The Abnormal Results (Reference Ranges)

Hemoglobin 72-110g/L (140-180), hematocrit 0.293-0.394 (0.420-0.520), MCV 62.1- 79.0 fl (82-100), MCH 18.9-23.8 pg (27.0-33.0), MCHC 285-338 g/L (330-370), ESR 66-120/ 90-160 (9/21); CRP 75.2-156.2 mg/L (0.0-5.0), procalcitonin 0.32-1.11 ng/L (<0.5), iron 1.98-2.7 µmol/L (10.6-28.3), inadequate iron absorption, copper 32.12-38.00 µmol/L (11.0-24.0), erythropoietin 28.3-42.3 IU/L (3.5-17.6), haptoglobin 5.55 g/L (0.50-3.20), fibrinogen  6.20-11.29 g/L (2.00-4.50), transferrin 1.80-2.33 g/L (2.00-3.60), soluble transferrin receptor 2.31-11.03mg/L (1.30-5.0), serum hepcidin (ELISA) 63.9 µg/L relatively elevated level (29-254). Trephine bone marrow biopsy: mild hypercellularity of the hematopoietic bone marrow (BM) with proportionally distributed precursors of all BM cell lineages. The maturation is trilineary preserved with focally accented macrocytic dyserythropoiesis, no dysplastic changes and stroma fibrosis. The iron reserves are reduced. Alpha-1-antitrypsin 2.27-3.10 g/L ((0.90-2.00), IgG 27.58-31.20 g/L (7.00-16.00), IgG1 13.789-15.395 g/L (4.900-11.400), IgA 4.20-4.34 g/L (0.70-4.00), IgA1 5012.00mg/L (613.00-3040.00),  IgE 779-811 IU/ ml (<100), IgD 391mg/L (<140.0) total protein 83.5-87.5 g/L (66.0-83.0), albumin 31.8-35.6g/L (32.0-52.0), electrophoresis fractions: albumin 40.80% (58.0-65.0), alpha 2 globulin 14.7% (5.0-10.0) beta 2 globulin 5.40% (2.50-4.50), gamma globulin 28.30% (10.0-19.0), OGTT- fasting glucose 6.10mmol/L (<5.60mmol/L), HbA1c 5.80%/39.9mmol/mol (<5.50%/<37.00mmol/mol), trend to insulin resistance, total cholesterol 2.56-3.15mmol/L (3.30-<4.25), HDL cholesterol 0.56-1.11mmol/L (1.10-<1.55), LDL cholesterol 1.51-2.15mmol/L (1.60-<2.65), triacylglycerols 0.41-0.60mmol/L (0.53-<1.15), apolipoprotein B 0.54-0.61g/L (0.60-<0.85), apolipoprotein A-I 1.10-1.13 g/L (1.15-<1.70), interleukin-6 (IL-6) 10.89-51.55 pg/ml (0.00-7.00). Ultrasound, CT, magnetic resonance imaging (MRI) of the abdomen have showed retroperitoneal isolated tumor. Its description by positron emission tomography (PET) combined with CT: increased metabolism of glucose in the viable lesion. This solitary hypodense, non penetrans tumor was located in the subhepatic space under the left lobe of hepar, size 61x46x39mm. Operative procedure confirmed the solid tumor retroperitoneal retrohepatalis, next to the arteria hepatica propria and vena gastrica sinistra, size 80x60x50mm. Exstirpatio tumoris, and lymphadenectomia tractus coeliacus. Excisional biopsy: the micrographs show features of chronic antigenic stimulation of the lymphatic parenchyma with predominance of advanced reactive follicular hyperplasia, perifollicular and medullary plasmacytosis (Fig.1). The plasma cells are immunohistochemically polyclonal and some of the hyperplastic follicles present transition to the regressive phase of the hyperplasia with increased germinal center cells apoptosis and expansion of the marginal zone. In contrast to bcl2 negative germinal centers, the lymphoid cells of the follicular and interfollicular compartment showed immunohistochemical positivity of bcl2 protein. There are small not extensive foci of hyalinosis in the stroma, no sign of amyloidosis. The criteria for the biopsy diagnosis of Castleman disease, plasma cell type of angiofollicular hyperplasia, were not fulfilled. The amount of aluminum in the tumor tissue was 7µg/g, seven fold more than the control.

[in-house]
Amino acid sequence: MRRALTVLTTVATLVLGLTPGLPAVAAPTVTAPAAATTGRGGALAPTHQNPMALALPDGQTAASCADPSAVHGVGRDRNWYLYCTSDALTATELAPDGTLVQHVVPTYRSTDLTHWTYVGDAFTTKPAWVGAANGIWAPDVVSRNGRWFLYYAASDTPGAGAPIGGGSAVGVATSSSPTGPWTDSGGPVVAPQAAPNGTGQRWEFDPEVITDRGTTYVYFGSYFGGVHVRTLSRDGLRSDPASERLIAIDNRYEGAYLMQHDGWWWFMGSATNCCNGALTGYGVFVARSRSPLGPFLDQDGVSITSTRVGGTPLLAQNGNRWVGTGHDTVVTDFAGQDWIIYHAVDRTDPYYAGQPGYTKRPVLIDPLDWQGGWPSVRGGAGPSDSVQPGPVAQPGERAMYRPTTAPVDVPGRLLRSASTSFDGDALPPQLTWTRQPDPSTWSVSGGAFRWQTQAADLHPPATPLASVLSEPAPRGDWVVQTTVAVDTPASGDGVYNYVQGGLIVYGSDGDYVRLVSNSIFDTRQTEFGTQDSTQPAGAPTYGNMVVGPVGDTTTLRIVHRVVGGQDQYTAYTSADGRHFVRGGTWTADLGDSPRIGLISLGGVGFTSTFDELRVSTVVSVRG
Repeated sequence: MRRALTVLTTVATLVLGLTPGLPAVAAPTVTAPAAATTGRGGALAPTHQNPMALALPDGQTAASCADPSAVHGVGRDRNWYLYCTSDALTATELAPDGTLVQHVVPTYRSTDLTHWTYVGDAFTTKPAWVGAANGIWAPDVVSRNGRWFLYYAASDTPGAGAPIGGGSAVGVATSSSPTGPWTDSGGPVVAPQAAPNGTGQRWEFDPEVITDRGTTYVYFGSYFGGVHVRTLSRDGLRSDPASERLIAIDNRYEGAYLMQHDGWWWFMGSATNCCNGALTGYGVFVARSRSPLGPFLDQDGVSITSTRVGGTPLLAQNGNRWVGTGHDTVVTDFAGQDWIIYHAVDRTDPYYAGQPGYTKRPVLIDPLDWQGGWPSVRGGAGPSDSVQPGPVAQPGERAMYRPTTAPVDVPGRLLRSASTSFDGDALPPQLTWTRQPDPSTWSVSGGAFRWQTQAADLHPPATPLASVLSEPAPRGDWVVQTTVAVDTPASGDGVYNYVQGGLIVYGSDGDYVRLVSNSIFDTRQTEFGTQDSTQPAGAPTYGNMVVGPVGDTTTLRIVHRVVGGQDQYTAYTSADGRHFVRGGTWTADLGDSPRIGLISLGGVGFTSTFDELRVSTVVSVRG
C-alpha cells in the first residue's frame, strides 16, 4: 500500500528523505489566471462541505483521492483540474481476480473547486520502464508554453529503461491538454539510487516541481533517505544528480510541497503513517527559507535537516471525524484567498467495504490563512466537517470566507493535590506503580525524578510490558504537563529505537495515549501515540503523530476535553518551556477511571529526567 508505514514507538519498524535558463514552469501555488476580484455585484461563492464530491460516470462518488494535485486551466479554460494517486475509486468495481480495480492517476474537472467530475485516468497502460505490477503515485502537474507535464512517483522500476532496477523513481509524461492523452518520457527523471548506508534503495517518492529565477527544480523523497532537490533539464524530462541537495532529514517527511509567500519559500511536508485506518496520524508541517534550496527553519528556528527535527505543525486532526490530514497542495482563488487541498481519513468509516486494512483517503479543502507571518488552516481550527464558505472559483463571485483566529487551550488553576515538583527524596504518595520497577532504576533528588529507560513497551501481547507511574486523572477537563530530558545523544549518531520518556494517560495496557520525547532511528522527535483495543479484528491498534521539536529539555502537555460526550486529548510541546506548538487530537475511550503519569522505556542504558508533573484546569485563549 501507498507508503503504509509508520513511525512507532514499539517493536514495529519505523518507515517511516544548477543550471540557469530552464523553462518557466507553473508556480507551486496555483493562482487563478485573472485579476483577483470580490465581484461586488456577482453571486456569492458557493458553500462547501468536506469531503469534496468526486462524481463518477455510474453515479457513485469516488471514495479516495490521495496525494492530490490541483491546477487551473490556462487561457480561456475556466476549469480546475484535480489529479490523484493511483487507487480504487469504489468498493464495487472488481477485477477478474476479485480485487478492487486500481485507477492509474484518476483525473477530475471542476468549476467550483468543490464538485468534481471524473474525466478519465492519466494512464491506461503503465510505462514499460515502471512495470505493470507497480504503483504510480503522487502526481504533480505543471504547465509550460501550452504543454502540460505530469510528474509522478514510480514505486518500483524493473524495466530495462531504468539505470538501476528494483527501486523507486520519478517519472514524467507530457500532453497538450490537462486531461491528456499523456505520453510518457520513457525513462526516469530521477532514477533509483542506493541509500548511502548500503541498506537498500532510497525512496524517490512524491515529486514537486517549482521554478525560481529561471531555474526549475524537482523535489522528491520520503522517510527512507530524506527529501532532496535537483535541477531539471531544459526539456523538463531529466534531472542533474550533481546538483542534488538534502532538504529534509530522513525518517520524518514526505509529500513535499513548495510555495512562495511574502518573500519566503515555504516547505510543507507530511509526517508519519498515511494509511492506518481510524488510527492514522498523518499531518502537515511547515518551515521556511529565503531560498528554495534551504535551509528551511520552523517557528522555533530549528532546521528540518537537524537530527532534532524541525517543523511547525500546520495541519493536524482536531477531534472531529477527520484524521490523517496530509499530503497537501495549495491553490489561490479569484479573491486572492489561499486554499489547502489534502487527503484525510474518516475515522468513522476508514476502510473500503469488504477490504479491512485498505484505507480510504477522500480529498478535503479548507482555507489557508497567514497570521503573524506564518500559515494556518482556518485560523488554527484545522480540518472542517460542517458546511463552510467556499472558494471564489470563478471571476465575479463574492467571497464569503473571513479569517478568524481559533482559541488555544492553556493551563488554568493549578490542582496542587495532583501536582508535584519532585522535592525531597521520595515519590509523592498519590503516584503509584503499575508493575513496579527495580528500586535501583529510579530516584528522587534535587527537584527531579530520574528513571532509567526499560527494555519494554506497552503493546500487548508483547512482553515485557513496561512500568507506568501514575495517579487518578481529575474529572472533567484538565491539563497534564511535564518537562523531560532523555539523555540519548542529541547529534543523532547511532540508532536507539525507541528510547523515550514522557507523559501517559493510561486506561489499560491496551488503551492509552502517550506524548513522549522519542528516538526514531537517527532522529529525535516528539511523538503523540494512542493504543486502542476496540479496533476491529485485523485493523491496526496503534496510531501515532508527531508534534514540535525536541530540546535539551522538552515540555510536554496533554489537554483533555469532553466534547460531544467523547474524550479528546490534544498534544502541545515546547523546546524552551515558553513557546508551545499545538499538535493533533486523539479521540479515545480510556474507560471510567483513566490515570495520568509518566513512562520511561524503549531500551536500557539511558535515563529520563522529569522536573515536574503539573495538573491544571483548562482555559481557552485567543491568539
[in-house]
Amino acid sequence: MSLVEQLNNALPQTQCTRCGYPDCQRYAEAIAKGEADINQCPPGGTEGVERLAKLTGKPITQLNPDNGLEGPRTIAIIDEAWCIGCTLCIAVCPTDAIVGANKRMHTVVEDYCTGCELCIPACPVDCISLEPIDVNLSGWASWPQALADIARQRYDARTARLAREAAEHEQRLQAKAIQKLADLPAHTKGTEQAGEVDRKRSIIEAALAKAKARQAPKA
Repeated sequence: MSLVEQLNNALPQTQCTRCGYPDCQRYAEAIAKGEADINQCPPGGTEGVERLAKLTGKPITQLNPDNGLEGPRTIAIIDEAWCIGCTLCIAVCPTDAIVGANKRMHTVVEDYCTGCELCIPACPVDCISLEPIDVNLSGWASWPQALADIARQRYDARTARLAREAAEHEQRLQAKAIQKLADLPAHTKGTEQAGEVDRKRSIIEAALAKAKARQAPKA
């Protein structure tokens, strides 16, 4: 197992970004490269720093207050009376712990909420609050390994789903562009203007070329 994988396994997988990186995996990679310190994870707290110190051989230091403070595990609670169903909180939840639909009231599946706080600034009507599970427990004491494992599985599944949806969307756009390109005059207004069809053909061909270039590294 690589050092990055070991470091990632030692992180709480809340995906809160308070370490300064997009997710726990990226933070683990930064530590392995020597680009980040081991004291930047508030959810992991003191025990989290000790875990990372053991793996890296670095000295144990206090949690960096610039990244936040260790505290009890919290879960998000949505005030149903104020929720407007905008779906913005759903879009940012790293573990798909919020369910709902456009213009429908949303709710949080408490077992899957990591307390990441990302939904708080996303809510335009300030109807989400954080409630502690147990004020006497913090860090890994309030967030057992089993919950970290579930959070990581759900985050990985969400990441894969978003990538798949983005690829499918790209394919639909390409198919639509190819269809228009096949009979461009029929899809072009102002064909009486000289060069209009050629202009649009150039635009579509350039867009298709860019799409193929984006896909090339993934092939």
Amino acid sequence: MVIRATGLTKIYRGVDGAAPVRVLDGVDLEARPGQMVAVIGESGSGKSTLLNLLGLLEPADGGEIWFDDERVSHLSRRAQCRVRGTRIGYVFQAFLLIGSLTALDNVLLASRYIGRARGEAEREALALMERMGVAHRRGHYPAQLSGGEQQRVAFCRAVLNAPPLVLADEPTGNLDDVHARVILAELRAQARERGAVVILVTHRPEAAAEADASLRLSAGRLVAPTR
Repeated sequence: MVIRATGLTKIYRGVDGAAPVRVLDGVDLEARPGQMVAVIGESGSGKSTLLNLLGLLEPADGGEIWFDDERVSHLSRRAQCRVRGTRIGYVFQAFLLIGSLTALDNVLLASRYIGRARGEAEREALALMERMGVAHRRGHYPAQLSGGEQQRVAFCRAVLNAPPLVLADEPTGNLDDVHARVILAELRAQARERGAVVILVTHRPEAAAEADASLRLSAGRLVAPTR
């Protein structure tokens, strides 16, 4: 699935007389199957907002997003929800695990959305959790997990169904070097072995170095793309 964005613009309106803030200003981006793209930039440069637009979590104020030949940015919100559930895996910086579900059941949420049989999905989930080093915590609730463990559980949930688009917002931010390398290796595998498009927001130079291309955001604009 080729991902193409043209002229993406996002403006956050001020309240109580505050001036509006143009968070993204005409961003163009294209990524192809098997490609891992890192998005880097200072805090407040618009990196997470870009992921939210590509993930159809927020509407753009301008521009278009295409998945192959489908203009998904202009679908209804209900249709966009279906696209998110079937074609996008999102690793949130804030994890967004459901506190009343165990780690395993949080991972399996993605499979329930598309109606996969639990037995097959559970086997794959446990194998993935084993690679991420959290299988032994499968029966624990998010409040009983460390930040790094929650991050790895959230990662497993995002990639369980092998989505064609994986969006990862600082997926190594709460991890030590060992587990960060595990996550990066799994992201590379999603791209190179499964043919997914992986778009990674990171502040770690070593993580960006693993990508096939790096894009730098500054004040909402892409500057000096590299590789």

537063-fig-1

Figure 1. Chronic Antigenic Stimulation of the Lymphatic Parenchyma. The Reactive Follicular Hyperplasia, Advanced Perifollicular and Medullary Accumulation of the Mature Plasma Cells (Plasmacytosis)

 
The Normal Results

RBC 5.00-5.40 10*12/L (4.30-5.70), leukocytes and their distribution, platelet count, reticulocytes, ferritin, interleukin- 1β (IL1-F2) 0.65 pg/ml (0.001-2.5), IgM, IgG2, IgG3, IgG4, IgA2, minerals, ceruloplasmin, urin analysis, complement C3 and C4, paraproteins, ASLO, uric acid, repeated glucose, fasting serum insulin level 42.38pmol/L (<56.00), vitamin B12, folic acid, lipoprotein (a) 0.14g/L (<0.20), thomocystein 10.3µmol/L (4.0-15.4). Renal, liver, pancreatic and gastroenterological (including malabsorption) sets, infection verification (causes), hematologic tests without anemia, autoimmune diseases and oncological set, no endocrinopathies. Imaging tests: the organs and cavities, neck by ultrasound, CT, MRI, PET/CT not detected another enlarged lymph nodes. In plasma: IL-1α, IL-2, IL-4, IL-10, IL-12/23, IL-17A, TNF alpha, IFN gamma, Th1/Th2 ratio. Mutational analysis: JAK2V617F, factor V Leiden (G1169A), factor II prothrombin (G20210A), MTHFR (C677T, A1298C)

Postoperative Results

The recheck in three weeks: ESR 10/34, RBC 5.47 x10*12/L, hemoglobin 127 g/L, hematocrit 0.388, MCV 71.00 fl, MCH 23.2 pg, MCHC 327.0 g/L, reticulocytes 0.72%, iron 10.2 µmol/L, transferrin 3.23 g/L, soluble transferrin receptor 6.65 mg/L, ferritin 141.59 µg/L, flow cytometry, fibrinogen 2.8 g/L, CRP 2.8 mg/L, interleukin-6 3.2pg/ml, procalcitonin 0.06 ng/ml, total cholesterol 5.00 mmol/L, HDL cholesterol 1.18 mmol/L. The recheck in twelve weeks: ESR 6/20, RBC 5.50×10*12/L, hemoglobin 13.6g/L, hematocrit 0,435, reticulocytes 0.93%, iron 16.2µmol/L, s. transferrin receptor 2.9 mg/L, fibrinogen 3.1 g/L, CRP 2.5mg/L, total cholesterol 3.21 mmol/L, HDL cholesterol 1.09 mmol/L, LDL cholesterol 1.57 mmol/L, triacylglycerols 0.55 mmol/L, interleukin-6  2.1 pg/ml,  IgG 13.55g/L, IgG1 7.85g/L, IgA1 2120mg/L,  IgD 90mg/L, IgE 115 IU/ml.    

Discussion